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More boomers have hip and knee replacements

Posted: Friday, May 16, 2003

NEW YORK (AP) When she felt a dull ache in her left hip three and a half years ago, Sarah Jane Francis knew instantly what lay ahead.

Osteoarthritis had forced her to have her right hip replaced in 1998 and doctors warned that her left hip would most likely meet the same fate. Eventually, the ache progressed to a constant throb that even a double dose of her pain medication didn't stop. She couldn't walk around the block, and even had to ask her husband to shave her legs.

''I just couldn't bend over anymore,'' said the 47-year Dallas homemaker, who had the operation last month. ''It was time.''

Advancements in surgery and prostheses combined with a dearth of medicines for osteoarthritis are nudging doctors to perform more hip and knee replacements on baby boomers. Although the procedures are still mostly performed on people over 65, a growing number of boomers, who range from 38 to 56, are getting implants.

According to the American Academy of Orthopaedic Surgeons, baby boomers had 35,000 hip replacements or 21 percent of the procedures in 2001, the last year for which figures are available. That's up from 16 percent of all procedures in 1997.

Likewise, boomers had 48,000 knee replacements or 15 percent of the total 2001, up from 12 percent in 1997.

Doctors estimate that over 90 percent of joint replacements are done because of osteoarthritis, which affects nearly 21 million people and is the most common form of arthritis. Osteoarthritis is a degenerative disease characterized by the breakdown of a joint's cartilage, and is caused by a variety of factors including injuries, obesity and genetics. The breakdown causes bones to rub against each other, resulting in pain and loss of movement.

The incidence of arthritis increases as people age. In 1997, the Centers for Disease Control and Prevention estimated 43 million Americans suffered with arthritis, up from 37.9 million in 1990. A 2001 report estimated 70 million Americans suffered with the disease although the study was conducted differently than earlier versions.

Doctors say baby boomers seem to have arthritis symptoms at a younger age than previous generations, probably because of their active lifestyles. With a motto of ''no pain, no gain'' boomers have embraced jogging, aerobics, skiing and other activities.

''This is a generation that played hard,'' said Dr. Nicholas A. DiNubile, an orthopedic surgeon in Havertown, Pa. ''Their parents didn't play sports. They didn't get early injuries.''

A decade or so ago, doctors and patients chose to put off implants as long as possible because prostheses would only last about 10 years and replacement surgery becomes less effective and more dangerous each time it is done. Now prostheses are expected to last 25 years, so doctors are more willing to give them to younger patients.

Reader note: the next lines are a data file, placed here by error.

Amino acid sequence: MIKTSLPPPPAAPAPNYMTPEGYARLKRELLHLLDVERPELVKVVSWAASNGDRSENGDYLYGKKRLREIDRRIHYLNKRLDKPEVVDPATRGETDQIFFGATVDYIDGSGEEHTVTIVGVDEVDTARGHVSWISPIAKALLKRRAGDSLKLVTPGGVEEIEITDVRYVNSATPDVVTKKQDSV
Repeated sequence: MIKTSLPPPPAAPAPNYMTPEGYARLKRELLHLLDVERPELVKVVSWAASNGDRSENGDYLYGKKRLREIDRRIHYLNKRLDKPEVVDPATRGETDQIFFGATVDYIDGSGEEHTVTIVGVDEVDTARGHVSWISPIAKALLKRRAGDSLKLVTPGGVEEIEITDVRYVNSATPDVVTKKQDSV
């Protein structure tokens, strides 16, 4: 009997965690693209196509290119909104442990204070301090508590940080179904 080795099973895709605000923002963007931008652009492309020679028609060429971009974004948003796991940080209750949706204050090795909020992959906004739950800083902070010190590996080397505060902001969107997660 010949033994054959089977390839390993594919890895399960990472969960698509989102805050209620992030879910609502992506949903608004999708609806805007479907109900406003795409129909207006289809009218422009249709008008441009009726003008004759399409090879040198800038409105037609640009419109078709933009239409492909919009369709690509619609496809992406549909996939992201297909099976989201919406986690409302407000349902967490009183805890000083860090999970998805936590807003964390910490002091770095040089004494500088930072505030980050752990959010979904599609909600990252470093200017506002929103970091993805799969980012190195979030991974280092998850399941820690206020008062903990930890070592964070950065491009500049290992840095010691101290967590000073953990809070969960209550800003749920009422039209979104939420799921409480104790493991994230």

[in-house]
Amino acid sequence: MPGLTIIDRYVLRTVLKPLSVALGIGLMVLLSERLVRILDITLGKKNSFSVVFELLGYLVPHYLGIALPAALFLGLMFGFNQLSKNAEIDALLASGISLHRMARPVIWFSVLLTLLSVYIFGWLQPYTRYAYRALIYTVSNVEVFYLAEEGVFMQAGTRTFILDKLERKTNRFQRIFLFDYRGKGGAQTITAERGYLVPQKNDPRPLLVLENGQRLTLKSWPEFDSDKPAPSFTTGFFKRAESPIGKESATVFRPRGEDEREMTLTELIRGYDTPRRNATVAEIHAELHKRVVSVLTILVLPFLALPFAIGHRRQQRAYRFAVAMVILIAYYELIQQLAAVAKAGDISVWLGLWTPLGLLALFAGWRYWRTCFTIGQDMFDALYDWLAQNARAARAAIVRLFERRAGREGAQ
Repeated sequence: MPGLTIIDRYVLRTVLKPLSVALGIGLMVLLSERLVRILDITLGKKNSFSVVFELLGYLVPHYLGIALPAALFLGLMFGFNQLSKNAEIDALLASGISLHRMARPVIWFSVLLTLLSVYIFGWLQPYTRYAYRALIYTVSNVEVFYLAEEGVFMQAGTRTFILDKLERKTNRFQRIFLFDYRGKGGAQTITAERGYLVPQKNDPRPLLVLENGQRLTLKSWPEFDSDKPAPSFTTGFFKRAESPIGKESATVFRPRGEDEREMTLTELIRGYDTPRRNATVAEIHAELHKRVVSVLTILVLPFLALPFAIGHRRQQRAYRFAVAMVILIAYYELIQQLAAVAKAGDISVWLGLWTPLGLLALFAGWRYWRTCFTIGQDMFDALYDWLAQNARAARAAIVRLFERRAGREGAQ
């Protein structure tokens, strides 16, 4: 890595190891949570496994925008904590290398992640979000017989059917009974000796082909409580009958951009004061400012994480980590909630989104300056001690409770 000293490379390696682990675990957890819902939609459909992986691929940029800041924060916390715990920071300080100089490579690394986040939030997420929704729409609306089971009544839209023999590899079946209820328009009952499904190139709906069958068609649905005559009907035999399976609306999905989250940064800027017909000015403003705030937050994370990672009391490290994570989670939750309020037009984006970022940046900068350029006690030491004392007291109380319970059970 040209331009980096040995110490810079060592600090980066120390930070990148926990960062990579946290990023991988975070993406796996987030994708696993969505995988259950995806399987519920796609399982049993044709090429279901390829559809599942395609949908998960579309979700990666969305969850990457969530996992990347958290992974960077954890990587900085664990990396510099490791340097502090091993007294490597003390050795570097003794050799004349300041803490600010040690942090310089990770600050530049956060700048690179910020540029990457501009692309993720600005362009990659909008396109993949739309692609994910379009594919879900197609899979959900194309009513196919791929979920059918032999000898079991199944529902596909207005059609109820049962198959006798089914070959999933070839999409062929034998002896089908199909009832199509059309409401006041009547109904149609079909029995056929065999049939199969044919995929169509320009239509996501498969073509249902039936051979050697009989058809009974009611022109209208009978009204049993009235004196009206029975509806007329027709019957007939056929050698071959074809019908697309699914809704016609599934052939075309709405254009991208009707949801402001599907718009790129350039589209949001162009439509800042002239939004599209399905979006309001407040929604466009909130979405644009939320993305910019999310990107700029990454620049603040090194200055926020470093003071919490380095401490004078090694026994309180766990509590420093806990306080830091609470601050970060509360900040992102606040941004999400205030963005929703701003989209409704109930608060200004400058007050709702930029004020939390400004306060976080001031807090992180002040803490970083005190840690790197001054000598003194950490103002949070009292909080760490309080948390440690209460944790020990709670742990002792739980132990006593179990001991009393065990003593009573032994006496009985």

''We know the time will come when they may have to have a future operation but now it is 20 or 30 years down the line,'' said Dr. Robert Bucholz, chairman of the orthopedic surgery department at the University of Texas Southwestern Medical School in Dallas. ''Now the boomers want to be able to keep up with their kids and grandkids.''

While the implants have improved, arthritis medications have not. Over the last decade, new pain relievers that are gentler on the stomach such as Vioxx and Celebrex have been introduced, but there are no medicines to stop the progression of osteoarthritis. There are medicines for rheumatoid arthritis but it is a much less common form of the disease, affecting about 2 million Americans.

''Boomers are less willing to live with symptoms. They are more aggressive about their medical treatments,'' DiNubile said.

The problem with giving boomers new hips and knees, doctors say, is convincing them to adjust active lifestyles that may have contributed to the need for surgery.

''You have to tell the patients all the time that these are not the joints that God gave you,'' said Dr. Frank Kelly, an orthopedic surgeon in Macon, Ga. ''I tell them in person, I show them videos, I write it down. I hope they listen.''

Bill Mc Mullen has been a good patient. Before his right knee was replaced in 2001, he had seven procedures to remove bones chips to alleviate the pain and postpone surgery as long as possible. He also retired from his physically demanding job as a steamfitter to avoid placing unnecessary burdens on the implant.

''I enjoyed the job,'' said the 56-year old suburban Philadelphia resident. ''But I don't want to abuse my knee.''

Mc Mullen said the surgery meant a change from crippling pain to finally being able to sleep through the night. ''That is a big deal,'' he said.

A study released last year showed that patients who opted to postpone joint replacement surgery the longest had more pain and less mobility than patients who didn't wait. The 222 patients in the study were in their 60s and 70s, but there are implications for boomers too, said its author, Dr. Jeffrey Katz, an assistant professor of rheumatology at Brigham and Women's Hospital in Boston.

''I think the medical profession held patients back from this surgery,'' Katz said. And while he doesn't advocate arthritis patients undergoing surgery right away, he said the study should encourage doctors and patients not to wait until pain is unbearable.

''There is no need to accept joint pain as a fact of life,'' Katz said.

On the Net:

Arthritis Foundation: www.arthritis.org

American Academy of Orthopaedic Surgeons: www.aaos.org



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